Unlike crowns, inlays and onlays don’t cover the whole tooth but are used to restore areas of more extensive decay that cannot be treated effectively with a normal filling, usually at the back of the mouth. They are made from hard wearing materials including ceramic, porcelain, gold or composite resin.
Inlays and onlays are two types of solid restorations that your Leicester dentist at Glen Dental can recommend as a solution to a tooth that may be broken or heavily filled previously. They are a suitable alternative when it is no longer possible to fit a normal filling because of significant decay or damage in the tooth. Where possible, it is often used in the place of a crown- which can be a more invasive procedure and requires more tooth preparation compared to an inlay or onlay.
Inlays and onlays are most commonly used to restore function on the biting surfaces of the back teeth (premolars and molars) where they can help to restore strength and function.
Traditionally, gold has been used to make inlays and onlays because it is a hard wearing material and lasts for a long time. With advances in technology, gold has become less popular as a material for making inlays and onlays and tooth-coloured materials such as ceramic and composite have become the preferred materials as they are equally hard wearing and long lasting but can also offer a more natural life like appearance.
Inlays and onlays are usually created outside the mouth by a highly skilled technician/ceramist, with the aid of impressions taken of your teeth. While these are being made, your Leicester dentist will fit a temporary covering over your tooth. When your custom made inlay or onlay is ready for fitting your dentist will be able to cement/bond it into place using a special adhesive, after removing the temporary covering – fitting it within the confines of your other teeth so that it feels comfortable and natural.
Although more expensive, inlays and onlays are more hard-wearing than normal fillings. They can withstand larger forces and because they are very precise in their manufacture they fit the tooth perfectly making them easier to clean and helping to protect the tooth and gums from decay.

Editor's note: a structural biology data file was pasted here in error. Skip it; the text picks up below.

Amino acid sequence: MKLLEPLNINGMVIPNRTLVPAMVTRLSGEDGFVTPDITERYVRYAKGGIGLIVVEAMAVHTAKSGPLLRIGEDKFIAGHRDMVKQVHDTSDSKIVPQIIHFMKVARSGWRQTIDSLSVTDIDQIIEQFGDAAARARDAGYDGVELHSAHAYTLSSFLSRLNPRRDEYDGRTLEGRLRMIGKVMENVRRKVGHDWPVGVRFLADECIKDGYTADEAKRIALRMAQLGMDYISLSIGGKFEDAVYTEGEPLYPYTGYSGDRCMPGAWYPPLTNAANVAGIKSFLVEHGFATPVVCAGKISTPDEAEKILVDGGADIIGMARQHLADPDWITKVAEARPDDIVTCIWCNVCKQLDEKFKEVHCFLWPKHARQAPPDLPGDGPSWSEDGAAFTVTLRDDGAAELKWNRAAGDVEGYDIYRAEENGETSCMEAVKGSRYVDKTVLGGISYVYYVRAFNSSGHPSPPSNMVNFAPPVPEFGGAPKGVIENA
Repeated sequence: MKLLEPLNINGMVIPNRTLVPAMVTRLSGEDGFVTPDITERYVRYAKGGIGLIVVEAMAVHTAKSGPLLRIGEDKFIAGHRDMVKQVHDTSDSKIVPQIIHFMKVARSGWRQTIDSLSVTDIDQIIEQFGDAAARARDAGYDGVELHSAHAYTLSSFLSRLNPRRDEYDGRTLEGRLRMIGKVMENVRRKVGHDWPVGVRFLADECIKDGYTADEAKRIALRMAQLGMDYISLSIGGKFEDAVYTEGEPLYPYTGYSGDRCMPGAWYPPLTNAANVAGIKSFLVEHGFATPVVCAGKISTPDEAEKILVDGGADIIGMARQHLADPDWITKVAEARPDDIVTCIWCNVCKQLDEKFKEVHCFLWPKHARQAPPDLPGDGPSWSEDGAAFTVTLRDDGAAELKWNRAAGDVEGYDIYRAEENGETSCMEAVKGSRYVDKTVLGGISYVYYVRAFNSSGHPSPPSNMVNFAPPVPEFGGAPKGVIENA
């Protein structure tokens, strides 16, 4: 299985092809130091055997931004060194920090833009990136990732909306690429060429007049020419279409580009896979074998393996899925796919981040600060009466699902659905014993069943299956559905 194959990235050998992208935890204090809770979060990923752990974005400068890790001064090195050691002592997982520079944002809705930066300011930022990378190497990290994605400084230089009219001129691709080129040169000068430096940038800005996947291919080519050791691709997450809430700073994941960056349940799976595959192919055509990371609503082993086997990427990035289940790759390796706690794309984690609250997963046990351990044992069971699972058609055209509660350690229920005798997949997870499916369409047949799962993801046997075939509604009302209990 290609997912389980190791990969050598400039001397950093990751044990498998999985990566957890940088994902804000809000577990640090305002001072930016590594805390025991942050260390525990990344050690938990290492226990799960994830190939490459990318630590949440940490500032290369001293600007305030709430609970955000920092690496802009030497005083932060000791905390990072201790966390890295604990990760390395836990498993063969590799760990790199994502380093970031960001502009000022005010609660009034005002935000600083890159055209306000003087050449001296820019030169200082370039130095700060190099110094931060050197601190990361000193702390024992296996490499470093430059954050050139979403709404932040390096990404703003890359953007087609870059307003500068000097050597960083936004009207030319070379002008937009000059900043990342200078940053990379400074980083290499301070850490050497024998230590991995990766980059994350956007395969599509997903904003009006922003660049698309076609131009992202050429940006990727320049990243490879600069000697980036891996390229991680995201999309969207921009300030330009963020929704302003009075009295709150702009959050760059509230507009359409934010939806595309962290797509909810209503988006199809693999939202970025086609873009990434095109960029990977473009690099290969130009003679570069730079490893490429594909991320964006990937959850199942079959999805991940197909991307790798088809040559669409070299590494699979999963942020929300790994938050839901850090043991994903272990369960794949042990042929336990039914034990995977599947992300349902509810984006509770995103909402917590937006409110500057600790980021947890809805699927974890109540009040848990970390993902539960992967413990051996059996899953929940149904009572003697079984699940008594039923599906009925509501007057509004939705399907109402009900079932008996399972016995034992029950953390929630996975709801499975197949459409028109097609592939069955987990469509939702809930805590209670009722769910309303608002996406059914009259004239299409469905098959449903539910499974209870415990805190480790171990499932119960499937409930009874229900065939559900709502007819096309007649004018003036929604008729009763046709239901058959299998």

When properly maintained and looked after correctly an inlay or onlay can last for over 10 years.
An inlay fits within the cusps of your back teeth and covers a small region of the chewing surface of the tooth. If the restoration covers one or more of the outer cusps it is an onlay. An onlay is used when the damage is more extensive and the restoration covers the entire chewing surface including one or more tooth cusps.
When a tooth has suffered damage (from decay or trauma, for example), and the affected area is too large to fill with a normal filling — but not large enough to need a full crown (cap) — then an inlay or onlay may be just right. Both of these procedures are considered “indirect restorations,” because the restoration itself is custom made in a laboratory and then cemented/bonded to the tooth.
It will normally take at least two appointments to shape your tooth and then subsequently fit your inlay/onlay.
Firstly, your tooth will be anaesthetized before any decay or old fillings in the tooth will need to be removed and the cavity will be cleaned and prepared to the best. Impressions of the mouth are taken and used to produce your inlay/onlay which should be ready within 2 weeks. A shade of your natural tooth colour is recorded to assist the technician to produce a natural looking restoration. A temporary restoration will be fitted to protect the prepared cavity.
At your second appointment we will ensure that the size and fit of the inlay/onlay is correct and that it feels comfortable when you bite.
Only when you are completely happy it will be bonded to your tooth with a dental adhesive.
Both inlays and onlays are strong and long-lasting restorations that need no more care than you would normally give your teeth: namely, regular brushing and flossing,
When your inlay/onlay is first fitted it may feel slightly strange until you get used to it. Be careful when biting on the tooth- particularly in the first few days. Consider sticking with a softer diet for 24 hours or eat harder foods on the opposite side of your mouth.
An inlay should be looked after in the same way as any of your other teeth to prevent the development of decay. If you experience any problems or pain contact us straight away.
Remember to attend appointments with your dentist who can check the inlay/onlay for damage on a regular basis.
"Thank you so much Lina for being really patient with me. It really does mean a lot to me with me being very nervous. Thank you."
*Results may vary and are different for each individual. As such, Glen Dental cannot guarantee specific results.